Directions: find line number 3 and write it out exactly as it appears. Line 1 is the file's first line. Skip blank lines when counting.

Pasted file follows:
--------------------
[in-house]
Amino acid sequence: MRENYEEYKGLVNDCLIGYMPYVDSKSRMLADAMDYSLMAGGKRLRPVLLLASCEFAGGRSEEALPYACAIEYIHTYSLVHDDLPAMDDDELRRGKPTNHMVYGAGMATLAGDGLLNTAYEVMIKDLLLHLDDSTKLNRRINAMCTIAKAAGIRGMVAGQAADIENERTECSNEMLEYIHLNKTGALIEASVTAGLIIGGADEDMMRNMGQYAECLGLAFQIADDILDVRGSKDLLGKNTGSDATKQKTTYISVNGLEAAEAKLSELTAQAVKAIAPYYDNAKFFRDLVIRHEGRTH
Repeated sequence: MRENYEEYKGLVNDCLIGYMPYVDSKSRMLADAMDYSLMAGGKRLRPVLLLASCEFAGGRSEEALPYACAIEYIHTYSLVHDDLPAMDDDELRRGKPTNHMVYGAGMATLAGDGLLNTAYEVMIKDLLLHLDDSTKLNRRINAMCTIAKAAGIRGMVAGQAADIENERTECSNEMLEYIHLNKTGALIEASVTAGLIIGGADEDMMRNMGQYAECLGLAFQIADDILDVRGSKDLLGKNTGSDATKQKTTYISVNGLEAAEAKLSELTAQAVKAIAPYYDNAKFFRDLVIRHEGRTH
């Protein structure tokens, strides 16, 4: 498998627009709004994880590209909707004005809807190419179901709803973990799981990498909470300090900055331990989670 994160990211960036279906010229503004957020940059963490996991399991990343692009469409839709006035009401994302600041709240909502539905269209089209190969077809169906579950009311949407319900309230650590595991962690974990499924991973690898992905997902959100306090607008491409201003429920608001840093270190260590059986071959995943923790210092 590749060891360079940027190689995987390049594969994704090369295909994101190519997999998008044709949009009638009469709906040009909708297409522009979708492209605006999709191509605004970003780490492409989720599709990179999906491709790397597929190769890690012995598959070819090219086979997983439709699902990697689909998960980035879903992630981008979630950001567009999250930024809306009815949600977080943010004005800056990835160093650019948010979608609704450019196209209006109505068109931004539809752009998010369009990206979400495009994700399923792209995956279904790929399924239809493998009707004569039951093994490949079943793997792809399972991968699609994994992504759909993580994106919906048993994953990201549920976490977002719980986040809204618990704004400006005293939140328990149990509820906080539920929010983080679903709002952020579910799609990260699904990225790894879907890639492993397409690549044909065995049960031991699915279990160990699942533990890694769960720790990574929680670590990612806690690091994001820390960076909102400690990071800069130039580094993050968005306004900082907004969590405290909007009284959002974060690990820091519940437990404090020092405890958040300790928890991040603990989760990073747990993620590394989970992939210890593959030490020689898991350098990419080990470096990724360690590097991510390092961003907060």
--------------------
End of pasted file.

Repeated sequence: MRENYEEYKGLVNDCLIGYMPYVDSKSRMLADAMDYSLMAGGKRLRPVLLLASCEFAGGRSEEALPYACAIEYIHTYSLVHDDLPAMDDDELRRGKPTNHMVYGAGMATLAGDGLLNTAYEVMIKDLLLHLDDSTKLNRRINAMCTIAKAAGIRGMVAGQAADIENERTECSNEMLEYIHLNKTGALIEASVTAGLIIGGADEDMMRNMGQYAECLGLAFQIADDILDVRGSKDLLGKNTGSDATKQKTTYISVNGLEAAEAKLSELTAQAVKAIAPYYDNAKFFRDLVIRHEGRTH